Bowling Green fire chief reflects on destructive bushfires in his native Australia
Australia's bushfires may be thousands of miles away from Northwest Ohio, but the impact is being felt in Bowling Green.
"It's the animals, it's the people that are suffering and ... it certainly breaks your heart just thinking about that," Bowling Green Fire Chief Bill Moorman said.
Before moving to the United States, Moorman was living in his native Australia. He even served as a volunteer firefighter for seven years in his rural hometown of Mt. Beauty, Victoria, an area surrounded by the devastating fires.
"It's just a very sad time for Australia with these fires," Moorman said. "They're unprecedented fires that they've never seen these in the history of bushfires in Australia."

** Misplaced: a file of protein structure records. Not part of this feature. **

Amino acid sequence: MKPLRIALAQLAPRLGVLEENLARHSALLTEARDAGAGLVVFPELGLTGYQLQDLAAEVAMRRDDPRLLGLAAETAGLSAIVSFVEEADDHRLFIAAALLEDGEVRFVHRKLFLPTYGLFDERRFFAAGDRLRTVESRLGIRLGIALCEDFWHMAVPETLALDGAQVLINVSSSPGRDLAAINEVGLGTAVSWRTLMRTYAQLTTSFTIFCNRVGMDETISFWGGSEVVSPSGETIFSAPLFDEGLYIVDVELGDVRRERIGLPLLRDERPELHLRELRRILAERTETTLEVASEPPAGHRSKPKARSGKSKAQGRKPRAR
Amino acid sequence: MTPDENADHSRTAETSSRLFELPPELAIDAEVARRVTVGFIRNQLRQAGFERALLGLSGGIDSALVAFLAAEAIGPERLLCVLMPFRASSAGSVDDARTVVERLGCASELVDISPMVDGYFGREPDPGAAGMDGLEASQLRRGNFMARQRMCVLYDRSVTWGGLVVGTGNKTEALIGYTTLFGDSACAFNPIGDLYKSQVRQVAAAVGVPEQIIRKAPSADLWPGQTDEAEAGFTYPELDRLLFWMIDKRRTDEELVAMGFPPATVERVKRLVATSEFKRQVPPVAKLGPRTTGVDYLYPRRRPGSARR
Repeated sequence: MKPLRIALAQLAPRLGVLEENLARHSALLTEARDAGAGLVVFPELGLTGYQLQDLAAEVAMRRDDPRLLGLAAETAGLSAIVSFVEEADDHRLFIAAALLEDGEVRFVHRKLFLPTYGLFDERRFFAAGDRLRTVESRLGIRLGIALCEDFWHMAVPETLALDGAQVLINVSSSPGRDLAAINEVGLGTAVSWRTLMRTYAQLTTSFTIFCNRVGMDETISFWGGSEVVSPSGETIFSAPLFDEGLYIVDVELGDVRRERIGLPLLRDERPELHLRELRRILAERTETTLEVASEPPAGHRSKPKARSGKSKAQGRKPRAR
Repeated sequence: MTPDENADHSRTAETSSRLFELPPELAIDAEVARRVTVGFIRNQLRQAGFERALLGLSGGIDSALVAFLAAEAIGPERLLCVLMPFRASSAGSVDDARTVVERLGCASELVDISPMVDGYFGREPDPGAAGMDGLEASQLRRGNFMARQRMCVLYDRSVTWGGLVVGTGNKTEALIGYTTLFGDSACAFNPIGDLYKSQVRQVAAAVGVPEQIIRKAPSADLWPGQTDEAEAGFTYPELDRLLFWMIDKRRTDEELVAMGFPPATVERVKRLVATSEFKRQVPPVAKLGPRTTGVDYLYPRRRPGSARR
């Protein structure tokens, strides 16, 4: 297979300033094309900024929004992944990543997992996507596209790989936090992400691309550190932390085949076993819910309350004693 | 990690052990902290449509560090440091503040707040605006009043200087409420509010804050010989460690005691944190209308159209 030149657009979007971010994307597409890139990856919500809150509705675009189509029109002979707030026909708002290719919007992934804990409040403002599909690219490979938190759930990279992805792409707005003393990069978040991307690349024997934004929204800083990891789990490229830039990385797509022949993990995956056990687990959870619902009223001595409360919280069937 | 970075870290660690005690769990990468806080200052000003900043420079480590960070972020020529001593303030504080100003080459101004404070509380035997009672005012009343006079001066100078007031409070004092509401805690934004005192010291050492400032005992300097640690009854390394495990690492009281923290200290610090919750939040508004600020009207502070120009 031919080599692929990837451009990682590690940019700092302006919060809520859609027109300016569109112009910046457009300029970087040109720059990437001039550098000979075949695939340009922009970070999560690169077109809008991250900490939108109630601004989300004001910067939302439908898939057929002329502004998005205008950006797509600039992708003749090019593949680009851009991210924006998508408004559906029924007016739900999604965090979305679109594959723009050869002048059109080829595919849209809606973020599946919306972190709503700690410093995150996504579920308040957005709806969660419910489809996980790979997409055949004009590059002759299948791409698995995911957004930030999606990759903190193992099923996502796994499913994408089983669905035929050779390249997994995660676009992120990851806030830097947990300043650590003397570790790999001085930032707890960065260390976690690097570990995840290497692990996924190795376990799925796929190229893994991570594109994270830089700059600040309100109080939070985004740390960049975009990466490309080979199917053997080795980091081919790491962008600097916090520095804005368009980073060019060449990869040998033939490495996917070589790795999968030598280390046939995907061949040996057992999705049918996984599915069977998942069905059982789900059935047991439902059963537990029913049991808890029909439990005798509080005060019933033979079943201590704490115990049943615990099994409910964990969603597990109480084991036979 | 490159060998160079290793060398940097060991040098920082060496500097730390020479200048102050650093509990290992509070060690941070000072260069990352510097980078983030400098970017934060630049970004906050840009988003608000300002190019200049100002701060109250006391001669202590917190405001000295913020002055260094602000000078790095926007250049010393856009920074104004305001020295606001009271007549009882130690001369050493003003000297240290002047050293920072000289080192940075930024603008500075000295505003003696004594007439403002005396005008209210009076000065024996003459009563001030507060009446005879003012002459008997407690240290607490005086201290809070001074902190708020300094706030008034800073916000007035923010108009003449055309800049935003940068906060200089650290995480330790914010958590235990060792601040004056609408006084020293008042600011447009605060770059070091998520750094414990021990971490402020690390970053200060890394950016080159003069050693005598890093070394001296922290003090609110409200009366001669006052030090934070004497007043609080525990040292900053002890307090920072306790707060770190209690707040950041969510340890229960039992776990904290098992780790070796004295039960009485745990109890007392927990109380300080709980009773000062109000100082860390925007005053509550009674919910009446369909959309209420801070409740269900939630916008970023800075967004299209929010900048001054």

Since September, a number of bushfires have raged unchecked all across the southeastern part of the country. Officials say more than 15 million acres of land have been destroyed and at least 25 people have been killed in addition to more than one billion animals.
"It just broke my heart," Moorman said. "I just wanted to go back and help."
Chief Moorman says even his own family was forced to evacuate as the fires drew near.
"My brother has a farm in Australia," Moorman said. "So he actually stayed back to defend the farm from the fires."
Fortunately, the bushfires never reached his brother's doorstep, but Moorman says the concern about what could happen is still there.
"I find myself just constantly watching television, getting on the internet, corresponding with my family via some type of social media," Moorman said.
While storms have quenched some of the flames, the fires continue to burn, and natives like Moorman are hoping to see it all end soon.
"The magnitude is just a little overwhelming for everybody," Moorman said.